Alex Cameron

Alex Cameron / Gorilla, Manchester | 6th of December

There’s no words to capture the magnality of high-concept act Alex Cameron who brought some of the finest Synth-pop to the streets of Manchester.

Alongside his band, Cameron appeared on stage as if he were 10-foot-tall empyreal God whose command left the crowd powerless. There’s no doubt in my mind that Alex Cameron borrowed a few stage presence tips from fellow Aussie cult idol Nick Cave, to develop his intimate prowess. His moves were enough to make one girl fling her bra at him as the set drew to a close, and to create a screaming cacophony of admiration. Even during renditions of his love songs such as Candy May the crowd were gripped by the poignant resonance that playfully reverberated throughout the room. The bass pounded with an almost Lynchian effect, being somewhat reminiscent of the Twin Peaks soundtrack.

I won’t lie I needed a cold shower before writing this review.

I joined in with the crowd as we bade for Cameron’s all too inviting allure, young and old flooded to the front, transfixed in a state of euphoria throughout the relatively short hour-long set. The band created a synergy with their upbeat synthesised sound, but nothing could drown out the dominating sound of Cameron’s “Business Partner” Roy Molloy and his delectable command of his saxophone as the definition of sensuality lingered in every note. No review of Alex Cameron’s performance would be complete without a notable mention to the hilarity that ensued when Molloy took over the stage to tell us all about his stool fetish. The band certainly don’t need any tips on how to entertain a crowd.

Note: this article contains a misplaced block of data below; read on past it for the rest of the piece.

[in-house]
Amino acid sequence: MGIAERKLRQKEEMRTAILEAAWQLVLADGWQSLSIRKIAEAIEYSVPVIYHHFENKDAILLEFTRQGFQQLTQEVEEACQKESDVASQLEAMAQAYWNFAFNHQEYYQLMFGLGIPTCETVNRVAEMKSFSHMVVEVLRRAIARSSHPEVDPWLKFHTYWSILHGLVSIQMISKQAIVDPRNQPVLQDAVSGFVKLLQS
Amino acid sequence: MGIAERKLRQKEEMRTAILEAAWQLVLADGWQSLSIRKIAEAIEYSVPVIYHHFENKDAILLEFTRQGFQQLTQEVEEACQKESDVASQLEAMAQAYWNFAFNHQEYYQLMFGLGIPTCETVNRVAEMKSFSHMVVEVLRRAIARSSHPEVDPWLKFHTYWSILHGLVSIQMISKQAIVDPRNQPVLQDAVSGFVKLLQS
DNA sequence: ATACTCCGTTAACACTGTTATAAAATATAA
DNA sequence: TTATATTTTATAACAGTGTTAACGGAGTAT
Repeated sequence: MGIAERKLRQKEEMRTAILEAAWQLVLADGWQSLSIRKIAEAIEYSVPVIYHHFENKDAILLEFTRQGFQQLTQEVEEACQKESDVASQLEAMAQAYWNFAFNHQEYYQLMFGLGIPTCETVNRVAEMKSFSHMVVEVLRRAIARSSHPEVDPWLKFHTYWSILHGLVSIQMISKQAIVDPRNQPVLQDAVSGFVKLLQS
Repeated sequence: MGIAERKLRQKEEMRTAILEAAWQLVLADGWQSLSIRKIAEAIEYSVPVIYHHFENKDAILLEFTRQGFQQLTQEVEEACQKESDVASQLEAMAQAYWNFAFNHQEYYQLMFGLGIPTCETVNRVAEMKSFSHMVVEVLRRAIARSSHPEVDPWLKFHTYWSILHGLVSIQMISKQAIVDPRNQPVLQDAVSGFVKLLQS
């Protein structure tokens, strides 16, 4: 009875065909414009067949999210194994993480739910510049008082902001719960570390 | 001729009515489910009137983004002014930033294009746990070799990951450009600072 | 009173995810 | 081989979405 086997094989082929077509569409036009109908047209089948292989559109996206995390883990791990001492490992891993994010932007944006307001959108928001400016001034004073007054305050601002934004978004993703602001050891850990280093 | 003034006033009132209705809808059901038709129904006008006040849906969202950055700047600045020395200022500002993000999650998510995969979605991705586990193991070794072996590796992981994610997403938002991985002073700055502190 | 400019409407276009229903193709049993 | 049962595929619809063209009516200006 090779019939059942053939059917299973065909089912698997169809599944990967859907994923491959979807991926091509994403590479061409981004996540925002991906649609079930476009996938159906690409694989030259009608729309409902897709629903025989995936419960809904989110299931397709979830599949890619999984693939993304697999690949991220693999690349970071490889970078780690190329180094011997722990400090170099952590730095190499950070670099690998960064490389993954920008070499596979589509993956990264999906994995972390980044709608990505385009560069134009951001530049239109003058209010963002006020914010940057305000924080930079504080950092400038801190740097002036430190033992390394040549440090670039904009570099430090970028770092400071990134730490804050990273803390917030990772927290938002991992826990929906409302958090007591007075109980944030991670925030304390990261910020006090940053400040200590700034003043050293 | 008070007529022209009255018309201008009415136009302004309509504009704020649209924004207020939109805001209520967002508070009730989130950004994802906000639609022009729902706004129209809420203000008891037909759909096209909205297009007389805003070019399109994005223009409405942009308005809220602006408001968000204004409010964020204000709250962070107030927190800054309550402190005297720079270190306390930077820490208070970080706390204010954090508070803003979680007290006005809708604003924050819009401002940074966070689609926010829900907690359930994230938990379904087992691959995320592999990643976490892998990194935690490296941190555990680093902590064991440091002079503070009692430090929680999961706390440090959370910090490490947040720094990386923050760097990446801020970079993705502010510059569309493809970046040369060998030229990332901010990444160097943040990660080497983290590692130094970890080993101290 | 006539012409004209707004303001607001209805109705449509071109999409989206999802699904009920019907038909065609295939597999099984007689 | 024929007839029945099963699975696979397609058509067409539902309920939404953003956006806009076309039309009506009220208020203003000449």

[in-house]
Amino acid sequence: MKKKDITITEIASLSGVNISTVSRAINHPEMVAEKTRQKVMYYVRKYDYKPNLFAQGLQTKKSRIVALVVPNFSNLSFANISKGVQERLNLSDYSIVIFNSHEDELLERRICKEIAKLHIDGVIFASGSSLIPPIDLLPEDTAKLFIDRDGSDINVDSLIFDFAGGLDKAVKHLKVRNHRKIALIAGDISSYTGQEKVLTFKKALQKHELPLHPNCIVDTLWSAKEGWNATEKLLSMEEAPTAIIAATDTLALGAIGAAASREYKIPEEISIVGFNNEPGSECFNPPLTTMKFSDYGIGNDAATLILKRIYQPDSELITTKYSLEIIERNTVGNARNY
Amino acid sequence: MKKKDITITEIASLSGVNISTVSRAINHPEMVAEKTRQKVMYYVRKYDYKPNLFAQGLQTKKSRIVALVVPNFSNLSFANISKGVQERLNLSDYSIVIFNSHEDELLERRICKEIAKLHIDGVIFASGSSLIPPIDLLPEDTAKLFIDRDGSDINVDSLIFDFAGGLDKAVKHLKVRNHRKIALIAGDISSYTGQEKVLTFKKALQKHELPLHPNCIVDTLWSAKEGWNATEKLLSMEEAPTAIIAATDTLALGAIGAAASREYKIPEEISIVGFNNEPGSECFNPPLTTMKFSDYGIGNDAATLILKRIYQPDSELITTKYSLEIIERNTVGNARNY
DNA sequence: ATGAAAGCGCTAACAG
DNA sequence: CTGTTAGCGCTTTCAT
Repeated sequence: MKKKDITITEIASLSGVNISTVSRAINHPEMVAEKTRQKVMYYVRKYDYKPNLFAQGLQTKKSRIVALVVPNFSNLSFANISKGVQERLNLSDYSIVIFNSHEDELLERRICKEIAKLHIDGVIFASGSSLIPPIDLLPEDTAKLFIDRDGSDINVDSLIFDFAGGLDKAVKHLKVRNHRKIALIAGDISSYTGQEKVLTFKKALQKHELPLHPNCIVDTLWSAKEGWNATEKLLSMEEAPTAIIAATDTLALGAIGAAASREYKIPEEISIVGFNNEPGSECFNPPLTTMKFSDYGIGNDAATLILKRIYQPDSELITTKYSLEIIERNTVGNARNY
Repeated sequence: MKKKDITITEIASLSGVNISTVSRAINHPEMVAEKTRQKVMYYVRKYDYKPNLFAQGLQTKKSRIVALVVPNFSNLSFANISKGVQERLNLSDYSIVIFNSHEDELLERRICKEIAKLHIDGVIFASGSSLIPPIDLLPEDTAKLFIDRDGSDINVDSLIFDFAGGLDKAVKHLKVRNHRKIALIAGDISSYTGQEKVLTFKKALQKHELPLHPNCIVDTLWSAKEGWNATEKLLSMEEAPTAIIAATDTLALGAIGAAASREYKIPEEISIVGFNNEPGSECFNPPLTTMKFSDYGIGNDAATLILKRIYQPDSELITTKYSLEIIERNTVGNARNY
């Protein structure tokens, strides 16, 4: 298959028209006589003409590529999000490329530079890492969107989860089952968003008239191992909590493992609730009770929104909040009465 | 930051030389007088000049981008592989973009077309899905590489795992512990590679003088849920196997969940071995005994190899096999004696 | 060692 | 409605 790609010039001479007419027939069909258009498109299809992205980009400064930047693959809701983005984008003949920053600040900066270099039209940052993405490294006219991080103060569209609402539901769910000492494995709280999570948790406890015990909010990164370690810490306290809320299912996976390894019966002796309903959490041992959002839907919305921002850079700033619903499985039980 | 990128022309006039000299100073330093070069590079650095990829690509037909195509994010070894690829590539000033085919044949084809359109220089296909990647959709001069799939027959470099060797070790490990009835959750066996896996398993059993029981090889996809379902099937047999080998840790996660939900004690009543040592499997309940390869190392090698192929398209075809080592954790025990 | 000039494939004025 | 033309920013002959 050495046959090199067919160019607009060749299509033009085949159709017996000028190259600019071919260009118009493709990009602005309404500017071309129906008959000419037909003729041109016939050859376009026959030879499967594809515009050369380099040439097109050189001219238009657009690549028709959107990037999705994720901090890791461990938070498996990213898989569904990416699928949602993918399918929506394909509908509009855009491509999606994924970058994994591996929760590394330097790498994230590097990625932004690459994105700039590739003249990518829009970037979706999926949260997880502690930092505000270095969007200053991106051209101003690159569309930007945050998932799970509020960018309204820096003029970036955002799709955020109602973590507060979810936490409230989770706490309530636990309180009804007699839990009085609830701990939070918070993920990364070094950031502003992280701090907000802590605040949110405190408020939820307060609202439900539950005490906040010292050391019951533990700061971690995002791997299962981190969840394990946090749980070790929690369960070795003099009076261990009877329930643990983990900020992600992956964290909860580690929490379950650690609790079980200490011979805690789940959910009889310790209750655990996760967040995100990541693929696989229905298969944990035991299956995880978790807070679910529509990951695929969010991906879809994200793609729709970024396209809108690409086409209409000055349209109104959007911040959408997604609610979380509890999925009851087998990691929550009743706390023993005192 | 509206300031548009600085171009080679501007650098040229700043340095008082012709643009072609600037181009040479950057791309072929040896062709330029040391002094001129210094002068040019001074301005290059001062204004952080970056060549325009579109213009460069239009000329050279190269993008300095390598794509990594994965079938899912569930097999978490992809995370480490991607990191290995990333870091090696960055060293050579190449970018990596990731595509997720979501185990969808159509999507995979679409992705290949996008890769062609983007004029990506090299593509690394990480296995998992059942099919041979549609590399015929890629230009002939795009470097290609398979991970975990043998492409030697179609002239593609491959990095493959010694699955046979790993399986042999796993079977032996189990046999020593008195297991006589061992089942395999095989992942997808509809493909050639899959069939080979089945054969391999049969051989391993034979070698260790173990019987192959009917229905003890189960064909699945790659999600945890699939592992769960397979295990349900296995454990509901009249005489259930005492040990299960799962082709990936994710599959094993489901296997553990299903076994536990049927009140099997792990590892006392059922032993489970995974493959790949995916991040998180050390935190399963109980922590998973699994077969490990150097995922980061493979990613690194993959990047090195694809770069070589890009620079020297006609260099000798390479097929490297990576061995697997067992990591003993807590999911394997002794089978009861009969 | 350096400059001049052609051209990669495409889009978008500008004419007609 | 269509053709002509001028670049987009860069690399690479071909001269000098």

As the band played popular tracks such as Marlon Brando, Strangers Kiss & Runnin’ Out of Luck off his new album Forced Witness, the crowd truly came alive, screaming the lyrics from the top of their lungs, two stepping like their lives depended on it. They wolf whistling at the tender performer as he bared his soul to the now very sweaty crowd. Sadly, there were numerous occasions on which the fans in attendance really let themselves down. Briana Marela opened the gig only to be met with the rudest talking heads I’ve ever had the displeasure of attending a gig with. Her haunting vocals were barely audible over the mundane drivel that the fans felt the need to express rather than appreciate the audiophiles delight that was put before them. There were also a few questionable comments that were thrown at the female vocalist & keyboard player Holiday Sidewinder, compelling Cameron to jump to her defence and warn “She’ll be the one to teach you about respect.” There’s no wonder Alex Cameron caused my ovaries an injury.

As the band walked away, not even entertaining the possibility of an encore I revelled in the delight of having witnessed all his popular songs in a way that I could never have anticipated. Yet that comes with a touch of melancholy, knowing that listening to the tracks at home will only have a bite of Cameron’s appeal.